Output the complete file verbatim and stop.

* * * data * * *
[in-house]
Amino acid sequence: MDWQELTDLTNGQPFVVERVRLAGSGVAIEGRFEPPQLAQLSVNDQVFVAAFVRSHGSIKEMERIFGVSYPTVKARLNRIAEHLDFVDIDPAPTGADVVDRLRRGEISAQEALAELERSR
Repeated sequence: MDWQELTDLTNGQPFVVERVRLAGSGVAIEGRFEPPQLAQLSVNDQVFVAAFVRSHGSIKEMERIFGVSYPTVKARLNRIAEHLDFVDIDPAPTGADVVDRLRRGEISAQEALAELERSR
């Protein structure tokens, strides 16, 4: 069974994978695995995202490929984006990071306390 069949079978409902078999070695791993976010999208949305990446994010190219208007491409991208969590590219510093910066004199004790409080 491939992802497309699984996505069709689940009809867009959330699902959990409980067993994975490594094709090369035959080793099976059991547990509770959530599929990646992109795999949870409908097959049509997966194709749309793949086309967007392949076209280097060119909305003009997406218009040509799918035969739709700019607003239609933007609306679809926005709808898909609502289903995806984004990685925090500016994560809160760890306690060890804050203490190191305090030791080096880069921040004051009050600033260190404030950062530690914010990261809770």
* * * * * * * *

[in-house]
Amino acid sequence: MDWQELTDLTNGQPFVVERVRLAGSGVAIEGRFEPPQLAQLSVNDQVFVAAFVRSHGSIKEMERIFGVSYPTVKARLNRIAEHLDFVDIDPAPTGADVVDRLRRGEISAQEALAELERSR
Repeated sequence: MDWQELTDLTNGQPFVVERVRLAGSGVAIEGRFEPPQLAQLSVNDQVFVAAFVRSHGSIKEMERIFGVSYPTVKARLNRIAEHLDFVDIDPAPTGADVVDRLRRGEISAQEALAELERSR
């Protein structure tokens, strides 16, 4: 069974994978695995995202490929984006990071306390 069949079978409902078999070695791993976010999208949305990446994010190219208007491409991208969590590219510093910066004199004790409080 491939992802497309699984996505069709689940009809867009959330699902959990409980067993994975490594094709090369035959080793099976059991547990509770959530599929990646992109795999949870409908097959049509997966194709749309793949086309967007392949076209280097060119909305003009997406218009040509799918035969739709700019607003239609933007609306679809926005709808898909609502289903995806984004990685925090500016994560809160760890306690060890804050203490190191305090030791080096880069921040004051009050600033260190404030950062530690914010990261809770």